So I believe my ancestors were crypto Jews up until my great-grandfather's generation. Not until that point in my family history, I think, did they “become” conversos. Anyway, they certainly turned their children into conversos. Survival of the fittest? Cowardice? Dissimulation? It was at this time that my ancestors emigrated from the Spanish Netherlands, from France, Alsace-Lorraine, and Belgium, to Mexico. They must have continued to live in mortal fear of being accused of Judaizing. Judaizing: such an ugly term which means nothing more than practicing Judaism. This was the hate-verb that was used to accuse so many Sephardim and send them to their deaths. Then there is marrano: a truly horrid insult, which is used even today, by some Jewish writers no less. This is not a term that just means “Spanish Jew”, or even “swine” or “pig”, as some Jewish authors erroneously believe. It is a word that means “filthy-pig-person”, and aimed at the Jews, it means “filthy Jew pig.” It is a word that must never be used as a noun, adjective, or anything else. For example, my mother and her brother used to jokingly call the kids puerco marrano―“pig-filthy-pig”, a unique Spanish hyperbole―whenever we did something considered dirty but not offensive.
This they felt they could do lightheartedly, because somewhere in their hearts they knew what it really meant. When matters were serious, they carefully scolded us by calling us cochino or cochina; in this context meaning a pig-like person, or slob. Note its resemblance to the Italian cucina, “kitchen”. It is never used in conjunction with marrano. Cochino and the diminutive cochinito has been used in Spanish since Medieval times, to denote a suckling pig. In other words, cochino means “pork”, “pig”, “suckling pig” and “slob”; puerco means “slob”, “pig” and “pig-like” as well as “pork”; but marrano means “filthy-pig-person.” Marrano is never used in any other context by polite, decent society because it is an unvarnished, absolutely context-positive insult. I cannot believe my ears when I hear that marrano is now being proudly used by Sephardim, as if it were just another version of the term Chicano, which is a far cry from a filthy pig!
At home on Friday evenings, special things seemed to be in the air. We never knew why; even my grandmother and mother didn't seem to know. We were dressed up, very clean, the shades were always drawn, and my mother lit candles. My father would not remove his Fedora in the house, which always struck us as very odd. It was exactly like New Year's Eve on Fridays. We had a good meal and a festive spirit, but of course as the teen years arrived and then passed for us, fewer and fewer of us were at home.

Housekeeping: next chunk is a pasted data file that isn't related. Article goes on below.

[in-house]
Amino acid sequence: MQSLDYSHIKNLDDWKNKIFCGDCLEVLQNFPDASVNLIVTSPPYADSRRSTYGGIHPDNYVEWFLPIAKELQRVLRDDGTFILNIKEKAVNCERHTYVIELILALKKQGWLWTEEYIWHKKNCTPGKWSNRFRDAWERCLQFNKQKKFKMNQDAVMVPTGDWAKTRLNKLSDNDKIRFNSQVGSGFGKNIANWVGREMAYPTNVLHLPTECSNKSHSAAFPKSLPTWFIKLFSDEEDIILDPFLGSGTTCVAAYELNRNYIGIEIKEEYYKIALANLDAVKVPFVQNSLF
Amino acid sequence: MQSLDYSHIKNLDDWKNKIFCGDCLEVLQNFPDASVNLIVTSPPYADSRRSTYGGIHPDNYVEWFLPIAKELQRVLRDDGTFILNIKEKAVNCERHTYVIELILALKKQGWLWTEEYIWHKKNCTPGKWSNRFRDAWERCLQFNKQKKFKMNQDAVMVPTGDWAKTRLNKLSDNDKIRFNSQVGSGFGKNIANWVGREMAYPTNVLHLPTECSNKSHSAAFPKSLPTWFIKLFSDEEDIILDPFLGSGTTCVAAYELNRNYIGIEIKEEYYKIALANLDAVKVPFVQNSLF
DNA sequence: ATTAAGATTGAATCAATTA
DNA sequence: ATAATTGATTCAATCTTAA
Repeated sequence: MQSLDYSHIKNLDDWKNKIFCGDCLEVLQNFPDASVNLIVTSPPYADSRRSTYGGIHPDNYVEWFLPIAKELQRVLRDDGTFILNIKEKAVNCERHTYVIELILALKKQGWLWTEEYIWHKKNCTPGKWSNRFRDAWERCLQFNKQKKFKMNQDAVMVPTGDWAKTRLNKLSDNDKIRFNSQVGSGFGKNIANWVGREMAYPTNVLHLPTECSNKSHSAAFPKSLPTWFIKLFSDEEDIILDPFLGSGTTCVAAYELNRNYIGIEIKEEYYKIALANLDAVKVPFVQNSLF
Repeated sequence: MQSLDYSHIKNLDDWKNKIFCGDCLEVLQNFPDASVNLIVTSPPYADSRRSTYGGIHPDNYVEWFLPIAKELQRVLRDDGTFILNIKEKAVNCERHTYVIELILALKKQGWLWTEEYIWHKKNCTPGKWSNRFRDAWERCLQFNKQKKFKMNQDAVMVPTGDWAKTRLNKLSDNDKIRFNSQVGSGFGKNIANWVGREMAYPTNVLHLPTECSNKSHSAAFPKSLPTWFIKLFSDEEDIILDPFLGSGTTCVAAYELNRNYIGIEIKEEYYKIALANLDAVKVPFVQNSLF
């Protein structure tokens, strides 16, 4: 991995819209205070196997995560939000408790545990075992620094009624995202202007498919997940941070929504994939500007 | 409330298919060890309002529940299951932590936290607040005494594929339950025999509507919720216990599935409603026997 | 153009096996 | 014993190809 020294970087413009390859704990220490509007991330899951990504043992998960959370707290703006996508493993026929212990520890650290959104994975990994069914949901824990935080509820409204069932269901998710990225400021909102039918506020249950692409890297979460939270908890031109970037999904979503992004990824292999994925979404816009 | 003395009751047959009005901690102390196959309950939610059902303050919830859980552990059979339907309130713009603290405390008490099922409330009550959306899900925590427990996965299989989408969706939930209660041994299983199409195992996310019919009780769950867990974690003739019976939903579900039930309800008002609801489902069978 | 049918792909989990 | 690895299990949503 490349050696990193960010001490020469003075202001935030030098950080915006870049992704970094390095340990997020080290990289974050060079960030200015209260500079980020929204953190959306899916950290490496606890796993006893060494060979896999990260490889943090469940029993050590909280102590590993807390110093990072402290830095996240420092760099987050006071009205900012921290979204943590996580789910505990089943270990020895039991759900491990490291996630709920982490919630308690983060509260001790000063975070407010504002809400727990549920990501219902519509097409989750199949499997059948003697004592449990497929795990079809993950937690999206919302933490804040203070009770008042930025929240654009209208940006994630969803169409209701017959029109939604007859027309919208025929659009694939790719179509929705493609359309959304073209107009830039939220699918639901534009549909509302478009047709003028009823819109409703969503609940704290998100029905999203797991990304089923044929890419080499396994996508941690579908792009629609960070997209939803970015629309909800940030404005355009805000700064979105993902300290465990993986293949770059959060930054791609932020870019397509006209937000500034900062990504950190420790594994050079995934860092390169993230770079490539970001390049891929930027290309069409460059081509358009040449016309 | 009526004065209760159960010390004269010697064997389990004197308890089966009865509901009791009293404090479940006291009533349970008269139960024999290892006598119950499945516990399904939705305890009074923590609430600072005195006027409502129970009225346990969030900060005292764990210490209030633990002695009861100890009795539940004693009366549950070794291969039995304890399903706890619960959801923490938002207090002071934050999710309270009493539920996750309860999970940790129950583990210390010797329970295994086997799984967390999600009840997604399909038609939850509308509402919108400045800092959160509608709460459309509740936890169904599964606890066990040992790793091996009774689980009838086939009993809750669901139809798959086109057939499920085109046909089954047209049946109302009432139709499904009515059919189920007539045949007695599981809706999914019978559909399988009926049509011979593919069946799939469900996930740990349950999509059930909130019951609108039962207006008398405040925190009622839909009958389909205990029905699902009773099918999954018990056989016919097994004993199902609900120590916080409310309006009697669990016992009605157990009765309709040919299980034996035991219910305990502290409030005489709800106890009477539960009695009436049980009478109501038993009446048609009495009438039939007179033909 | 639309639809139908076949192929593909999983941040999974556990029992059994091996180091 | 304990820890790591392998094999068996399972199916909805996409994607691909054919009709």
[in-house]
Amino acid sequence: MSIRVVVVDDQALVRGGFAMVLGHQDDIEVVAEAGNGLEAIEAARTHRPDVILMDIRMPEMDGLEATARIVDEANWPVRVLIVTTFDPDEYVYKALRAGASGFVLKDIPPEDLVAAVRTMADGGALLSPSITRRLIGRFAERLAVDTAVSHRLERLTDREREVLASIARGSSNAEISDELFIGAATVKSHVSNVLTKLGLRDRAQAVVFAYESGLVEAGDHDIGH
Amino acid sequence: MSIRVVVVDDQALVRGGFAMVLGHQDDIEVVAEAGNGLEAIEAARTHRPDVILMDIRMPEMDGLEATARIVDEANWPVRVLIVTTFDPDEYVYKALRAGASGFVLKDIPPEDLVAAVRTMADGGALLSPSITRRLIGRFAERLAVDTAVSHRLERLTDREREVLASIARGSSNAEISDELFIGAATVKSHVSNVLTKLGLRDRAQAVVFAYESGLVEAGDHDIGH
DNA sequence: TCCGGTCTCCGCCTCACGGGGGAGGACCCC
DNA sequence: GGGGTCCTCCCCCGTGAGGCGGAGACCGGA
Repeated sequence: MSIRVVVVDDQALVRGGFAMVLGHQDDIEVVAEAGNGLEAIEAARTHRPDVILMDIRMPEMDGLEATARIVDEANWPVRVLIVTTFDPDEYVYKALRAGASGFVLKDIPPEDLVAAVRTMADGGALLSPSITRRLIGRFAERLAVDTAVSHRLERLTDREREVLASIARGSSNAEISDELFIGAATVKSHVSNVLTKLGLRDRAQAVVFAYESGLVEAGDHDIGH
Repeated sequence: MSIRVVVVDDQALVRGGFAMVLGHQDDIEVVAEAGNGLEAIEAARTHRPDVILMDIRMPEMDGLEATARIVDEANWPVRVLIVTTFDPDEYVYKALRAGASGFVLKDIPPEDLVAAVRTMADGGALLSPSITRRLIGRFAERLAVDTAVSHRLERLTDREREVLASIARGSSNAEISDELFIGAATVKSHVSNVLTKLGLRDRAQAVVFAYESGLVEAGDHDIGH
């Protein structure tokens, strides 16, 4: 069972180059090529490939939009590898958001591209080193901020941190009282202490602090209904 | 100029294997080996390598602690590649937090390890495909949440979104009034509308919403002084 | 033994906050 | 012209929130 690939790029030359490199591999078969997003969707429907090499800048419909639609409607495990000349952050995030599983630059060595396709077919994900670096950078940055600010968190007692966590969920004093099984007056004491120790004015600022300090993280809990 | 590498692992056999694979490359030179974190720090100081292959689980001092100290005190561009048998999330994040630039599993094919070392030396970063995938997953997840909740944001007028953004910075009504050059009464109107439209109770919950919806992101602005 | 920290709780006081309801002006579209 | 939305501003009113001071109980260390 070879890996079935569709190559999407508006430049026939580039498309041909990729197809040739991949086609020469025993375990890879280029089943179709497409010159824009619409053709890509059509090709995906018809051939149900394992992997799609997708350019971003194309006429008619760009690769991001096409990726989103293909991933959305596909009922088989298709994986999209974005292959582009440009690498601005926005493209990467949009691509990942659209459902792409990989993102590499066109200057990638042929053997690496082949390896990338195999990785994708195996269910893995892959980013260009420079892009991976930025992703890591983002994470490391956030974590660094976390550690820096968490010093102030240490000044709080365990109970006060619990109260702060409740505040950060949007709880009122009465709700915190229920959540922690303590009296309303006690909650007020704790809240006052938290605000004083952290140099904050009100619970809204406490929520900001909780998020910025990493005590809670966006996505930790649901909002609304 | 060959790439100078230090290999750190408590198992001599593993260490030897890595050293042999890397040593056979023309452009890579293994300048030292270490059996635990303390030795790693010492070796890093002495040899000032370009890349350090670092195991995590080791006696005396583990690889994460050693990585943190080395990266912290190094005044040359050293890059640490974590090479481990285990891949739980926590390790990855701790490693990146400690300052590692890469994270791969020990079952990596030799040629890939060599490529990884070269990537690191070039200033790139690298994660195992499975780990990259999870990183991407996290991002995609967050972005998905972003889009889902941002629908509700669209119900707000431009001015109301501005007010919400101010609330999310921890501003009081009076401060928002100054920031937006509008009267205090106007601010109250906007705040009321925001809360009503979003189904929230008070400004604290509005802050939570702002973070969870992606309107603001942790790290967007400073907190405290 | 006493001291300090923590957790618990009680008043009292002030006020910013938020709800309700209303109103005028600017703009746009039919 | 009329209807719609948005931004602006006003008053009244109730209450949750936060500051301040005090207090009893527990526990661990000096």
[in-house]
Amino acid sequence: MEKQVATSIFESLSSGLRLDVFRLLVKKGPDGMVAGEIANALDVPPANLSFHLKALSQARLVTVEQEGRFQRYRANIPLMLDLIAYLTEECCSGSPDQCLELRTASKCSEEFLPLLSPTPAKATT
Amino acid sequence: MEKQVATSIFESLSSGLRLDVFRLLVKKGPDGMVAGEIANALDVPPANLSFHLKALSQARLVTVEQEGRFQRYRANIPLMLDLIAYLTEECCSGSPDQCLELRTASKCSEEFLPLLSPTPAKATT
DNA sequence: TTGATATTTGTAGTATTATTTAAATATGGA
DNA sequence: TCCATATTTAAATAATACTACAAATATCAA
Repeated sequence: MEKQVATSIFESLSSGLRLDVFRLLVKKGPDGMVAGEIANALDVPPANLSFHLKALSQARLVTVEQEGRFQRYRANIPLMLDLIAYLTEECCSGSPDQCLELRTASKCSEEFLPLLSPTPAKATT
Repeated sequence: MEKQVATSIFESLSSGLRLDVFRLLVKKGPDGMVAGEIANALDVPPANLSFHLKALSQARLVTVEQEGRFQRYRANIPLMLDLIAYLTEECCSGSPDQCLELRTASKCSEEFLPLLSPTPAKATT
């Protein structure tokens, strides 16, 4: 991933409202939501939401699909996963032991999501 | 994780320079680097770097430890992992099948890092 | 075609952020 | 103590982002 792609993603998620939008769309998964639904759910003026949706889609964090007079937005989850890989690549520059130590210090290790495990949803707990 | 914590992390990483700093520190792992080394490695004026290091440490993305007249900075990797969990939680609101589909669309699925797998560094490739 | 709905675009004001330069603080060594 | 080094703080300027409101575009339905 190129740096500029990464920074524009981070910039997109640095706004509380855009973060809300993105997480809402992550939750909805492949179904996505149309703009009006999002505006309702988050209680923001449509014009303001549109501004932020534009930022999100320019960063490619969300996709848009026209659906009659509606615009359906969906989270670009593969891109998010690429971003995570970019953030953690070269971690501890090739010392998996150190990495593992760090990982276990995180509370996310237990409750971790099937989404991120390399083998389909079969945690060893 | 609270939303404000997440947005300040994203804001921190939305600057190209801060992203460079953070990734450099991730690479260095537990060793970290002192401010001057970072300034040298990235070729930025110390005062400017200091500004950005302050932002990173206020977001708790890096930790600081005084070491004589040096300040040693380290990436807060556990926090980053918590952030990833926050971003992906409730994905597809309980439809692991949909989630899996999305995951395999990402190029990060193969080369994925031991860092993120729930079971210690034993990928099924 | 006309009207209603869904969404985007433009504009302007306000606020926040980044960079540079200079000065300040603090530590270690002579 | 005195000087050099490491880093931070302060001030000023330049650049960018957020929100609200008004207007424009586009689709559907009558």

My mother did not mind. The tradition just seemed to die a natural death as we kids left home. She, however, never stopped looking forward to Friday nights. She was forever relishing that cup of Manischewitz grape wine, the candle-lighting, the drawing of the blinds and shades. For her, and for my grandmother, it was just the way it had always been done. I recall the preparations for Friday night supper: there was much bustling, as though disaster might rain down on the kitchen after dark.
And no one knew why.
Even at this depth of ignorance, my family kept kosher as much as possible. Meat had to be drained of blood (preferably out-of-doors, in the back yard), washed, salted and so forth. It is a pitiable condition: the spirit and some traditions remain, but the knowledge, the consciousness, is gone. It is the ultimate in thievery. It is in this sense that the term “wandering Jew” takes on special meaning, and it is in this sense that the “Lost Tribes” takes on its most important, true meaning. For me it took on a meaning of epic proportions. After my mother died in March of 2000, may her memory be blessed, I discovered the truth about our family. I discovered our heritage not long after her death as if a gift had come from the Eternal One, via her. “Suddenly Jewish” certainly describes me at that moment.
What came to my memory after I had discovered the truth was the scene at my mother's deathbed, after she had passed. Exactly as I had read about traditional Jewish vigils and deaths. I personally covered or removed and turned over the mirrors except for the very large one. Everyone sat and looked miserable, certain items were placed on the deathbed, and my mother somehow ended up facing the wall to her left. Was it coincidence that this meant she was facing east? All are Jewish customs, from ancient times.